large-scale restoration effort that is not directed at specific species, but at providing
habitat and habitat diversity to benefit populations of multiple native species in situ.
(For a more detailed discussion of the ecosystem restoration proposal, see CRS
Report RL32630, Upper Mississippi River System: Proposals to Restore an Inland
Waterway’s Ecosystem, by Kyna Powers and Nicole T. Carter.) The Environmental
Management Program for the UMRS, authorized in WRDA 1986, has allowed the
Corps to test the impacts of measures similar to those proposed for the UMRS.
However, since large-scale implementation of these measures may produce uncertain
outcomes, the Corps is recommending an adaptive management approach. Since the
UMRS restoration plan is among the first large-scale restoration efforts being
planned across the country, it raises numerous unanswered policy questions — which
were not addressed in H.R. 2864 and thus are not addressed in this report —
What distinguishes ecosystem restoration from mitigation for past
and ongoing damages of navigation projects?
What qualifies as restoration? For example, is a system that needs
regular intervention, such as dredging, “restored”?
Is restoration a feasible goal for a waterway managed for intensive
commercial navigation? Is dual-purpose management for ecosystem
restoration and navigation possible for a high-use commercial
How should federal appropriations be distributed among the
universe of ecosystem restoration projects nationally? For example,
how does restoration of the UMRS rank compared to the restorations
of the California Bay-Delta, the Chesapeake Bay, coastal Louisiana,
Florida Everglades, the Great Lakes, and the Missouri and Rio
Corps Ecosystem Restoration Plan
The final feasibility report recommended an ecosystem restoration plan for
combating the environmental damage resulting from ongoing navigation O&M and
other factors degrading the UMRS ecosystem. It recommended a long-term (50-year)
restoration framework, an adaptive management approach, and authorization of a 15year first increment of activities. The restoration goals of the plan are26
maintain viable populations of native species in situ;
represent all native ecosystem types across their natural range of
Ibid., p. 171.
restore and maintain evolutionary and ecological processes (e.g.,
disturbance regimes, hydrologic processes, nutrient cycles, etc.); and
integrate human use and occupancy within these constraints.
The Corps limited its ecosystem restoration plan to the navigation project and
study, and to addressing the cumulative impacts of operations of federal projects and
other stressors without reducing the benefits of existing federal projects. As such,
restoration measures are constrained because they cannot impede navigation, and
they are limited to the UMR-IWW and its floodplain (rather than the larger
watershed). For example, dramatic water level changes that could produce
substantial restoration benefits are not in the Corps’ plan because they would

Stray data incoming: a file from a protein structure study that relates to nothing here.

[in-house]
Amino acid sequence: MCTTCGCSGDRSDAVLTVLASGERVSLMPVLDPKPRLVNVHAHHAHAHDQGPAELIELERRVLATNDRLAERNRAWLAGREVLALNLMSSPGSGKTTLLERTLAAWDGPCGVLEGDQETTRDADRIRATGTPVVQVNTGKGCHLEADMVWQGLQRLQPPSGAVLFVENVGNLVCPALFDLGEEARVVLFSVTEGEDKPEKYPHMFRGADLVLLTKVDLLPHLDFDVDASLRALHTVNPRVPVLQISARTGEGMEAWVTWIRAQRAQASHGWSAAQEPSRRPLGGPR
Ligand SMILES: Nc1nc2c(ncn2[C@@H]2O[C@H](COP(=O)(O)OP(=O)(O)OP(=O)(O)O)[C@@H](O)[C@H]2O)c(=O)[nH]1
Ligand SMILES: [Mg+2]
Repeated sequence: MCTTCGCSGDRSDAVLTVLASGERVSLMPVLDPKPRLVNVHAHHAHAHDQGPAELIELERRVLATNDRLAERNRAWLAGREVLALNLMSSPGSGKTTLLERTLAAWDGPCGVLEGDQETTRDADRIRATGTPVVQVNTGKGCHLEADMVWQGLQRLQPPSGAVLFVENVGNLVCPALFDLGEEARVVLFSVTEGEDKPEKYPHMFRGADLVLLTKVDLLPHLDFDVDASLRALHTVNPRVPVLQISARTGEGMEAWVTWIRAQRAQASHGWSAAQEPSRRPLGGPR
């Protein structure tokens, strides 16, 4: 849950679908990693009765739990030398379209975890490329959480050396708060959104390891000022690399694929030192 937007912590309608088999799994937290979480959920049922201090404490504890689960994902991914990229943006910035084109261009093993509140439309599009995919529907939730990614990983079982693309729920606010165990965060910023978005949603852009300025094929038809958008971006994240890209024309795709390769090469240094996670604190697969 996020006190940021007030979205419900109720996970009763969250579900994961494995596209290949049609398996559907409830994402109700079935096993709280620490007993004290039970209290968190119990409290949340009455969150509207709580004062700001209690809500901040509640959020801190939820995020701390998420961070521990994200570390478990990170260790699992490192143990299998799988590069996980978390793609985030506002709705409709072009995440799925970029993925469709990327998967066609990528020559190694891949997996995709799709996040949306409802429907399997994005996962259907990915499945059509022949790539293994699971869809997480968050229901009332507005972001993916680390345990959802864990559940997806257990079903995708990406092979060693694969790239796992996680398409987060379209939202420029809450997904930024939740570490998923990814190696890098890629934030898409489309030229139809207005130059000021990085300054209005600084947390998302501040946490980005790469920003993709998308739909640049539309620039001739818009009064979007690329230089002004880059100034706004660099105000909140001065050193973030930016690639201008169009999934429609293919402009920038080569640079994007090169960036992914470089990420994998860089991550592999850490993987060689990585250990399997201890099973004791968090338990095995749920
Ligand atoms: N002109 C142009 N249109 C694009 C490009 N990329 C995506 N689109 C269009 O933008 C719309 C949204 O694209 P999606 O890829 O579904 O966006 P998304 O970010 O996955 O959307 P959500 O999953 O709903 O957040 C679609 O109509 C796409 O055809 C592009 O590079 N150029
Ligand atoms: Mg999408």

interfere with navigation. Another consequence of limiting restoration to the
navigation project and study is that some of the stressors leading to degradation were
not considered in the preferred plan. The recommended UMRS restoration plan does
not include changes to land use practices, flood protection practices that isolate the
river from its floodplain on a large-scale, or significant alterations to navigation
infrastructure. For example, the Corps’ plan includes backwater dredging measures;
dredging addresses the symptom of elevated sedimentation, but not the land use
practices that can cause it. Directly changing land use is outside the scope of the
navigation study and navigation project. Because only some of the stressors causing
ecosystem degradation are managed under the Corps plan, not all of the ecosystem’s
natural river processes would be restored, resulting in the need for regular human
intervention to sustain some restoration benefits.
15-Year Restoration Increment. In the final feasibility report, the Corps
proposed that Congress authorize an initial 15-year, $1.46 billion increment of the
Corps’ 50-year, $5.3 billion ecosystem restoration plan. The $1.46 billion would
cover the first costs (i.e., design and construction) for the authorized activities, and
would be split $1.33 billion (93%) federal and $0.13 billion (7%) nonfederal. This
cost-share arrangement is unusual. For most Corps’ ecosystem restoration projects,
a cost-share of 65% federal and 35% nonfederal is applied to the project.27 The costshare arrangement proposed by the Corps for the UMR-IWW drew attention because
it distinguished between activities that have the 65%-35% split and activities that will
be 100% federal. In general, the 100% federal components address impacts of the
existing 9-foot navigation project, or are on federal land.
According to the Corps, measures in the 15-year increment were selected to
provide (1) the best return on investment, (2) the best gains in habitat diversity, and